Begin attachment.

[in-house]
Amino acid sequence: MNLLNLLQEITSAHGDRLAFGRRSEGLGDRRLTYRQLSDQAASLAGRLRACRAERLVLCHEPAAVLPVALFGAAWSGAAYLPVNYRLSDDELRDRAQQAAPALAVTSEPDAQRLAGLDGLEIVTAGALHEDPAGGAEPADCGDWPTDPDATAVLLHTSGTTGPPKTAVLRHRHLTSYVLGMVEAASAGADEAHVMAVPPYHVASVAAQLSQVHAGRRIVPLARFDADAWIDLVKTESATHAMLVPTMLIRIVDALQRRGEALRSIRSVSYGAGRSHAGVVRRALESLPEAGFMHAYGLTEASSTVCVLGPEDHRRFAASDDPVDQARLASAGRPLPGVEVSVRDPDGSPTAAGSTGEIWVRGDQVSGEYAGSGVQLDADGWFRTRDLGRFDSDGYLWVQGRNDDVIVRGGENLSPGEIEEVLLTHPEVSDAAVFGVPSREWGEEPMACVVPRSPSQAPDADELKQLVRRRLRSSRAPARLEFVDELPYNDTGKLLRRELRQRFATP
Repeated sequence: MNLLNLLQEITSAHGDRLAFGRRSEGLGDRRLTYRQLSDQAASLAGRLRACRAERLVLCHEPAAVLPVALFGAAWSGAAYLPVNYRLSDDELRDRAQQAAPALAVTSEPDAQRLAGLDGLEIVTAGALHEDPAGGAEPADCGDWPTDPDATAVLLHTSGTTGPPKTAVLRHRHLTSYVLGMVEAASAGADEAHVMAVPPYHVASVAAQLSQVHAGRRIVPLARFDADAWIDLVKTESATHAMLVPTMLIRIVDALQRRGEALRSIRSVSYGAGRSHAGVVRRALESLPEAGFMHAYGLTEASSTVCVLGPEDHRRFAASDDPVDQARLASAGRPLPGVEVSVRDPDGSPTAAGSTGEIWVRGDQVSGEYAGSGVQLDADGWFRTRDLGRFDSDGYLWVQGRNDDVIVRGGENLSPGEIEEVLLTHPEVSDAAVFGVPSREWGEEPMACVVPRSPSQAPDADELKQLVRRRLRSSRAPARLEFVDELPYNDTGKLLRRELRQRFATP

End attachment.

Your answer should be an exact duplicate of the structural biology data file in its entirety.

[in-house]
Amino acid sequence: MNLLNLLQEITSAHGDRLAFGRRSEGLGDRRLTYRQLSDQAASLAGRLRACRAERLVLCHEPAAVLPVALFGAAWSGAAYLPVNYRLSDDELRDRAQQAAPALAVTSEPDAQRLAGLDGLEIVTAGALHEDPAGGAEPADCGDWPTDPDATAVLLHTSGTTGPPKTAVLRHRHLTSYVLGMVEAASAGADEAHVMAVPPYHVASVAAQLSQVHAGRRIVPLARFDADAWIDLVKTESATHAMLVPTMLIRIVDALQRRGEALRSIRSVSYGAGRSHAGVVRRALESLPEAGFMHAYGLTEASSTVCVLGPEDHRRFAASDDPVDQARLASAGRPLPGVEVSVRDPDGSPTAAGSTGEIWVRGDQVSGEYAGSGVQLDADGWFRTRDLGRFDSDGYLWVQGRNDDVIVRGGENLSPGEIEEVLLTHPEVSDAAVFGVPSREWGEEPMACVVPRSPSQAPDADELKQLVRRRLRSSRAPARLEFVDELPYNDTGKLLRRELRQRFATP
Repeated sequence: MNLLNLLQEITSAHGDRLAFGRRSEGLGDRRLTYRQLSDQAASLAGRLRACRAERLVLCHEPAAVLPVALFGAAWSGAAYLPVNYRLSDDELRDRAQQAAPALAVTSEPDAQRLAGLDGLEIVTAGALHEDPAGGAEPADCGDWPTDPDATAVLLHTSGTTGPPKTAVLRHRHLTSYVLGMVEAASAGADEAHVMAVPPYHVASVAAQLSQVHAGRRIVPLARFDADAWIDLVKTESATHAMLVPTMLIRIVDALQRRGEALRSIRSVSYGAGRSHAGVVRRALESLPEAGFMHAYGLTEASSTVCVLGPEDHRRFAASDDPVDQARLASAGRPLPGVEVSVRDPDGSPTAAGSTGEIWVRGDQVSGEYAGSGVQLDADGWFRTRDLGRFDSDGYLWVQGRNDDVIVRGGENLSPGEIEEVLLTHPEVSDAAVFGVPSREWGEEPMACVVPRSPSQAPDADELKQLVRRRLRSSRAPARLEFVDELPYNDTGKLLRRELRQRFATP